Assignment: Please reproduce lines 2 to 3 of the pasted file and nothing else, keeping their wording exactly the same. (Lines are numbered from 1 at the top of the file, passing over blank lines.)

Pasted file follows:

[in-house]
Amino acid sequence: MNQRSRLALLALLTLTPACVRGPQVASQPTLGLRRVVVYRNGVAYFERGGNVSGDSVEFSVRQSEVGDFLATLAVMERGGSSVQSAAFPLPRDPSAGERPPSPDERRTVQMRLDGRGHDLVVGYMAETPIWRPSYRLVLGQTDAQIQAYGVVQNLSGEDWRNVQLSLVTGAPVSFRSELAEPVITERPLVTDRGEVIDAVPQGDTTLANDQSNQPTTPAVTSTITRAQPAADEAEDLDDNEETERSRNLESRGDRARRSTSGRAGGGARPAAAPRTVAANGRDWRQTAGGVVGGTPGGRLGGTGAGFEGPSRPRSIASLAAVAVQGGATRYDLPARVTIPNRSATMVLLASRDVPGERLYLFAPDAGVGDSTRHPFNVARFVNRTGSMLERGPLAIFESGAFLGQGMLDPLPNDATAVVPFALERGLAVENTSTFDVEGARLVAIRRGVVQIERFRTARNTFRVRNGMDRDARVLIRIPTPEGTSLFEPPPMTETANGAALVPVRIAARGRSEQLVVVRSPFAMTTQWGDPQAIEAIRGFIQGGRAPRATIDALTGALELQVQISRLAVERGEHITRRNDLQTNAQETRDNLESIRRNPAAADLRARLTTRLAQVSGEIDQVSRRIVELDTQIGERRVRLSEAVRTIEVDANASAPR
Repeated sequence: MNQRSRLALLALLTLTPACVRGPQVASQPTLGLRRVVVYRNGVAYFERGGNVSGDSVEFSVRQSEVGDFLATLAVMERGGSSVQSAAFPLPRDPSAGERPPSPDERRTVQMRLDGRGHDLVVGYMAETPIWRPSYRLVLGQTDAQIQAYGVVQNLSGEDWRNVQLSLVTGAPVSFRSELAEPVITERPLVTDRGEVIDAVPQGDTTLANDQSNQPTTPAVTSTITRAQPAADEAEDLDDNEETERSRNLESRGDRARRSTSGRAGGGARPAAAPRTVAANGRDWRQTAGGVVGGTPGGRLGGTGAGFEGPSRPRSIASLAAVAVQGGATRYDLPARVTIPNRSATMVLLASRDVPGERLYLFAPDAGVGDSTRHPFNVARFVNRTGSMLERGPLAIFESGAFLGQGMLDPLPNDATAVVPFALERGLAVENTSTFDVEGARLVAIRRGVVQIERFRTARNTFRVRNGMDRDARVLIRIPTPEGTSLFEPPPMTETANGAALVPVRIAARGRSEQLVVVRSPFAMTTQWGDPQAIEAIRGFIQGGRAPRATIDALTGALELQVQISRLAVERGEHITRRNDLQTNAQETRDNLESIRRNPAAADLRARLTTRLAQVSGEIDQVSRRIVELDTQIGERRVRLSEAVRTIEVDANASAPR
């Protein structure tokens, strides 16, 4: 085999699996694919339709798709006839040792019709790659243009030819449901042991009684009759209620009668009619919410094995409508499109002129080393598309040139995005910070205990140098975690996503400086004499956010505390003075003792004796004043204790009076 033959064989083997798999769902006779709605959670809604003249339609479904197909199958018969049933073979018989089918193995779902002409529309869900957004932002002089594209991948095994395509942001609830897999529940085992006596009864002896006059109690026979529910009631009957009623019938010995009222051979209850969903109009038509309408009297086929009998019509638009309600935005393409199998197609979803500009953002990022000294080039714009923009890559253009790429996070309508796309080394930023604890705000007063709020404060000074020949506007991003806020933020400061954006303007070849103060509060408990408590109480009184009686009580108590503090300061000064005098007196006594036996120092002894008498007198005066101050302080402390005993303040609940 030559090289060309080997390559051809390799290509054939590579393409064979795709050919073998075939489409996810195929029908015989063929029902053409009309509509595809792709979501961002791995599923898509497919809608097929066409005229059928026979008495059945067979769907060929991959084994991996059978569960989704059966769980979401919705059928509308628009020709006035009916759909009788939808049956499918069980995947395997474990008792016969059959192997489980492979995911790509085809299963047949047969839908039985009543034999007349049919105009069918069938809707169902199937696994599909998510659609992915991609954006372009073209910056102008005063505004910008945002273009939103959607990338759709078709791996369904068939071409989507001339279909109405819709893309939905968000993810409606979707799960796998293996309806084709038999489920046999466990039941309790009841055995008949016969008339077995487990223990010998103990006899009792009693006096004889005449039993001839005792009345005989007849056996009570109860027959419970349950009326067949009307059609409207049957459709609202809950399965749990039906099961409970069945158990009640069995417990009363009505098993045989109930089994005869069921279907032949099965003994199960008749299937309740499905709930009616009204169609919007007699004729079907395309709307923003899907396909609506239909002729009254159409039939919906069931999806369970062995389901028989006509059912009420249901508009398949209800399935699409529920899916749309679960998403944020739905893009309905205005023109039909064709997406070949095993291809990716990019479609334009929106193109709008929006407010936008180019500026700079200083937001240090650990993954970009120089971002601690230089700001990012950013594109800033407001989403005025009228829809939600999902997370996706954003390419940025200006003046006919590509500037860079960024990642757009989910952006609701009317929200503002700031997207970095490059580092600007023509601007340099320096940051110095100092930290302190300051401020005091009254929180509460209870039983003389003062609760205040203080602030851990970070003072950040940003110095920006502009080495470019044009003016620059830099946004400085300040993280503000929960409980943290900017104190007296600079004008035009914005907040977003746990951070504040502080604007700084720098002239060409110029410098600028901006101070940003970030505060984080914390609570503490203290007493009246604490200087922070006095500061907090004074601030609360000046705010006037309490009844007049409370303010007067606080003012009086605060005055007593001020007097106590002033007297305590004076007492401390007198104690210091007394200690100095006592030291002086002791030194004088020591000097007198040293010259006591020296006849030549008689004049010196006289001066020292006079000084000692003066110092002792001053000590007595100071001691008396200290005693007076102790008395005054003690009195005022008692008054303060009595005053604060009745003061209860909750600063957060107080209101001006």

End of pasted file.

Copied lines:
Amino acid sequence: MNQRSRLALLALLTLTPACVRGPQVASQPTLGLRRVVVYRNGVAYFERGGNVSGDSVEFSVRQSEVGDFLATLAVMERGGSSVQSAAFPLPRDPSAGERPPSPDERRTVQMRLDGRGHDLVVGYMAETPIWRPSYRLVLGQTDAQIQAYGVVQNLSGEDWRNVQLSLVTGAPVSFRSELAEPVITERPLVTDRGEVIDAVPQGDTTLANDQSNQPTTPAVTSTITRAQPAADEAEDLDDNEETERSRNLESRGDRARRSTSGRAGGGARPAAAPRTVAANGRDWRQTAGGVVGGTPGGRLGGTGAGFEGPSRPRSIASLAAVAVQGGATRYDLPARVTIPNRSATMVLLASRDVPGERLYLFAPDAGVGDSTRHPFNVARFVNRTGSMLERGPLAIFESGAFLGQGMLDPLPNDATAVVPFALERGLAVENTSTFDVEGARLVAIRRGVVQIERFRTARNTFRVRNGMDRDARVLIRIPTPEGTSLFEPPPMTETANGAALVPVRIAARGRSEQLVVVRSPFAMTTQWGDPQAIEAIRGFIQGGRAPRATIDALTGALELQVQISRLAVERGEHITRRNDLQTNAQETRDNLESIRRNPAAADLRARLTTRLAQVSGEIDQVSRRIVELDTQIGERRVRLSEAVRTIEVDANASAPR
Repeated sequence: MNQRSRLALLALLTLTPACVRGPQVASQPTLGLRRVVVYRNGVAYFERGGNVSGDSVEFSVRQSEVGDFLATLAVMERGGSSVQSAAFPLPRDPSAGERPPSPDERRTVQMRLDGRGHDLVVGYMAETPIWRPSYRLVLGQTDAQIQAYGVVQNLSGEDWRNVQLSLVTGAPVSFRSELAEPVITERPLVTDRGEVIDAVPQGDTTLANDQSNQPTTPAVTSTITRAQPAADEAEDLDDNEETERSRNLESRGDRARRSTSGRAGGGARPAAAPRTVAANGRDWRQTAGGVVGGTPGGRLGGTGAGFEGPSRPRSIASLAAVAVQGGATRYDLPARVTIPNRSATMVLLASRDVPGERLYLFAPDAGVGDSTRHPFNVARFVNRTGSMLERGPLAIFESGAFLGQGMLDPLPNDATAVVPFALERGLAVENTSTFDVEGARLVAIRRGVVQIERFRTARNTFRVRNGMDRDARVLIRIPTPEGTSLFEPPPMTETANGAALVPVRIAARGRSEQLVVVRSPFAMTTQWGDPQAIEAIRGFIQGGRAPRATIDALTGALELQVQISRLAVERGEHITRRNDLQTNAQETRDNLESIRRNPAAADLRARLTTRLAQVSGEIDQVSRRIVELDTQIGERRVRLSEAVRTIEVDANASAPR